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I can find no resources for doing elliptic curve cryptography. I have used the finite field package, but I find it cumbersome and it does not seem to have any builtin methods for ECC. How can I get started doing ECC in *Mathematica*?

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I can find no resources for doing elliptic curve cryptography. I have used the finite field package, but I find it cumbersome and it does not seem to have any builtin methods for ECC. How can I get started doing ECC in *Mathematica*?

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A few updates, since Wolfram has added a lot of cryptography functionality in recent versions.

Here is a link to the guide page for Cryptography functions in the Wolfram Language:

https://reference.wolfram.com/language/guide/Cryptography.html

Here is a link to the lower level number theory functions related to cryptography:

https://reference.wolfram.com/language/guide/CryptographicNumberTheory.html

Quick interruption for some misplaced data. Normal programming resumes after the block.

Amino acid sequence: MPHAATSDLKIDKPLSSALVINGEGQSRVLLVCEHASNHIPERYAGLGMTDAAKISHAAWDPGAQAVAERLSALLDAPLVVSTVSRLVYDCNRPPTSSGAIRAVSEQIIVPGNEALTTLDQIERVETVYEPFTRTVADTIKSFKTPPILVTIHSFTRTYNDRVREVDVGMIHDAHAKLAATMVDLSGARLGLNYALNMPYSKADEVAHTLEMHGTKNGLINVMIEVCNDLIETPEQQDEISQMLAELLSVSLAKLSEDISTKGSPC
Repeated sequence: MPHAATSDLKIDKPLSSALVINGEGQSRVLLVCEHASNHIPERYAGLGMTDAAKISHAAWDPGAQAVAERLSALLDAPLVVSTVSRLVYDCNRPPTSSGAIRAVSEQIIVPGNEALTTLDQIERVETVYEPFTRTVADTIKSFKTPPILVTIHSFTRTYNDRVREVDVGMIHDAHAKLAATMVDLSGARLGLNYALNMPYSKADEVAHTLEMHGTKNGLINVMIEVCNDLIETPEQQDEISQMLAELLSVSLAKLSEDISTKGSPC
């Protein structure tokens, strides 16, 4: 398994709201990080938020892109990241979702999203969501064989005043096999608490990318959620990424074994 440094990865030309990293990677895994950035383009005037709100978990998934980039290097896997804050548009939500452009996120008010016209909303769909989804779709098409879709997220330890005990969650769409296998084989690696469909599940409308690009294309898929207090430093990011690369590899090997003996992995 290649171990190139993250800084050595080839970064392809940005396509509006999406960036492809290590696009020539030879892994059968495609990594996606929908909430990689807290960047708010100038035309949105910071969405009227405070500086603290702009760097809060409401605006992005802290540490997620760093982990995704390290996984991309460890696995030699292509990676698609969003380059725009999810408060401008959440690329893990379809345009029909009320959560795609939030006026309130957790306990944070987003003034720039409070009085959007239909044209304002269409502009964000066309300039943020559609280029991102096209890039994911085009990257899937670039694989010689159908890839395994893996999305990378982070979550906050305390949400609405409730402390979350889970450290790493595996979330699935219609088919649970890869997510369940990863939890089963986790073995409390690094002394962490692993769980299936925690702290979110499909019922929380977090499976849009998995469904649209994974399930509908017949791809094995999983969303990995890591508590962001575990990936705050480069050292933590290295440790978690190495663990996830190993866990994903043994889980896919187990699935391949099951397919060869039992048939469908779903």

In response to the comment regarding Python, here is a new guide page related to calling Python (and other languages) directly from the Wolfram Language:

https://reference.wolfram.com/language/guide/ExternalLanguageInterfaces.html

Shows how Mathematica has evolved... – nilo de roock – 2020-09-01T07:22:22.577

Might take a look at http://library.wolfram.com/infocenter/Conferences/6911/

– ciao – 2014-03-11T03:59:05.120I saw that, but it did not seem very practical. It's not really algorithms in Mathematica, its just a lecture on ECC written using Mathematica as a typesetter. – Tyler Durden – 2014-03-11T04:17:53.960

As you want something practical, consider not writing it yourself, and instead using JLink to use EC algorithms from Java 7's JCA/JCE API: http://docs.oracle.com/javase/7/docs/technotes/guides/security/SunProviders.html#SunEC

– Andreas Lauschke – 2014-03-11T05:46:08.680@AndreasLauschke Yes, using a regular programming language, especially Python, is possible. Python has comprehensive crypto, plus there is a computational math system in Python called Sage that fully supports finite fields. I was just hoping that it would be already in Mathematica somehow. Of course, I could write all the modular arithematic needed from scratch, too, I suppose. – Tyler Durden – 2014-03-11T12:36:39.123

@Tyler: yes, I know Python is popular for crypto work. But you can't easily integrate it with M (at least to my knowledge), whereas with JLink it's right at your fingertips to leverage over from M to the JVM, and you mentioned "practical" in a comment. – Andreas Lauschke – 2014-03-11T17:21:07.247